When you think of a ‘to do’ list, does it make you happy?
Or does it make you feel stressed, anxious, and unsatisfied?
Here’s the thing. A lot of people think of ‘to do’ lists as a practical solution to getting more done.
Truth be told, very few things can help you to increase your productivity like a well-structured to-do list.
But here’s the problem.
Most of the time, our to-do lists consist mostly of obligations, involving work chores and projects that need to be done to carry our professional lives forward.
And even if items on the checklist are personal, they tend to be more pragmatic.
So for example, you might include list items like:
- Finish that work project
- Make those phone calls
- Shampoo the carpet
- Deep-clean the freezer
- Do all the laundry
These are all important things, no doubt.
But are to-do lists like this also making you happier?
And if not, is it possible that there’s a way to shift the idea of the to-do list to bring you even more happiness as you make progress in carrying your life forward?
As it turns out, research supports the notion that there is a way to make your to-do list a happier place.
And it basically involves setting goals that cover a slightly broader range of important life desires.
Three Things That Make People Happier
It’s important for your life and your career to make more money and achieve more professional goals, for sure.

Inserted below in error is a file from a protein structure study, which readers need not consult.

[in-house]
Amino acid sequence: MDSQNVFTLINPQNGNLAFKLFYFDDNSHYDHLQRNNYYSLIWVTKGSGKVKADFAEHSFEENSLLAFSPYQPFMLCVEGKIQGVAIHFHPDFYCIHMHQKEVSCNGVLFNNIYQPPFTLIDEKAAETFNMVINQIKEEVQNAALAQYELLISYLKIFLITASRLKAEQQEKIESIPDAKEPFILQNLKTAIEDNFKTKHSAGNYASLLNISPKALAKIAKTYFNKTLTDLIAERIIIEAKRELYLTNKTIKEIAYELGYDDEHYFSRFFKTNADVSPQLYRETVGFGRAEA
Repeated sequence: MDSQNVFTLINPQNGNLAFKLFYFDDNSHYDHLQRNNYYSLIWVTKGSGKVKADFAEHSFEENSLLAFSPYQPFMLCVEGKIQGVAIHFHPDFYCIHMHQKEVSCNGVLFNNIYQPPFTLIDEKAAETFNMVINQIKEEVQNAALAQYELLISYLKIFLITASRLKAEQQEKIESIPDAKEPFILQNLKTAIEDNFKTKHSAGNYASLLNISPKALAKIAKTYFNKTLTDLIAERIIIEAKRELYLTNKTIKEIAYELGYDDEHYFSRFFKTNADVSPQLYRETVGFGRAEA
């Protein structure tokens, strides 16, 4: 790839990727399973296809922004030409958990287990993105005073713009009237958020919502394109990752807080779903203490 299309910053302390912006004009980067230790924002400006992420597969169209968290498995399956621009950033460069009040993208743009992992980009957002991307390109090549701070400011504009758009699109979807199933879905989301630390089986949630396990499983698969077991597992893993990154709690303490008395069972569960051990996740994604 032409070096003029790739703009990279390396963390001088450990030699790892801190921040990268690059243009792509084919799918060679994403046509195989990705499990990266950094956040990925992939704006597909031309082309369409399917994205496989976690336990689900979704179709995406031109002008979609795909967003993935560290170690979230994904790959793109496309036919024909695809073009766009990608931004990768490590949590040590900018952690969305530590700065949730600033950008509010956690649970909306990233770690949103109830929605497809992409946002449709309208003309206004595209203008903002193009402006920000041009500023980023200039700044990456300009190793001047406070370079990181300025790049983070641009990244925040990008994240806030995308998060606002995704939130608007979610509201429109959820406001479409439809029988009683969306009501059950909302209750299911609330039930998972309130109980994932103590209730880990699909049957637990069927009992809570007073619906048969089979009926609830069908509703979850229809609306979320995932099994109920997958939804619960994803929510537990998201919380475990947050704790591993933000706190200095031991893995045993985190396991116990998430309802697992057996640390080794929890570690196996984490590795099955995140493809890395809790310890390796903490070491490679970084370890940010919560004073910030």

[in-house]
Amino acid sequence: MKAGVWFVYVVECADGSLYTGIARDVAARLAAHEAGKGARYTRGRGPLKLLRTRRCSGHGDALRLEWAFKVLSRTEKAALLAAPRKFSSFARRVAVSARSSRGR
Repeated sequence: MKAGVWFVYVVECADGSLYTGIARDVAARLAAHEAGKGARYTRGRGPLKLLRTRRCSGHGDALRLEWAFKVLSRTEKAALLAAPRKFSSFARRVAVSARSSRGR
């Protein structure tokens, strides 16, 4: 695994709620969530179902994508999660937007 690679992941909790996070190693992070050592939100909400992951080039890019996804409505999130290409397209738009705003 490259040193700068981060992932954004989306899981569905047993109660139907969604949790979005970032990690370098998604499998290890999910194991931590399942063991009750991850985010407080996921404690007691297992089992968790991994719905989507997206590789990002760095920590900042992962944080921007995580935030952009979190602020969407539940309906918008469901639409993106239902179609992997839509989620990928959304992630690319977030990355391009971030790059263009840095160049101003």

But… the accumulation of money, power, and status aren’t necessarily always the best markers for success.
Recent research has shown that these three things actually make people even happier:
- Building better relationships
- Achieving personal goals, and
- Loving what you do
So when we back-engineer this information, we gain valuable insight into how we can actually set even better goals for ourselves on our to-do lists, that will help us to make even larger strides toward achieving a better sense of happiness in life.
What Types Of Goals Could Make You Happier?
In addition to your professional goals and your traditional self improvement to-do list items, you can also build these three sources of happiness into your to-do list, starting today, to further increase the odds that your to-do list will bring you a greater sense of life satisfaction.
For example, in the building great relationships category, you could write a to-do list item that says something like:
- I’ll take one new acquaintance out to lunch this week.
In the achieving personal goals category, you could set a to-do list item that sounds something like this:
- I’ll spend one hour working on a passion project for myself, that has nothing to do with work or my job.
In the loving what you do category, you could set a to-do list item that sounds something like this:
- I’ll spend one hour this week focused on a project that truly brings me great life joy and satisfaction.
You don’t have to get super serious about these extra add-ons to your to-do list.
But thinking about them and taking the time to add in these little tidbits can really do a lot to help you find a greater sense of purpose and happiness in life.
It’s not rocket science.
It’s more like happiness science.
And it’s in your best interest to do as much of it as possible.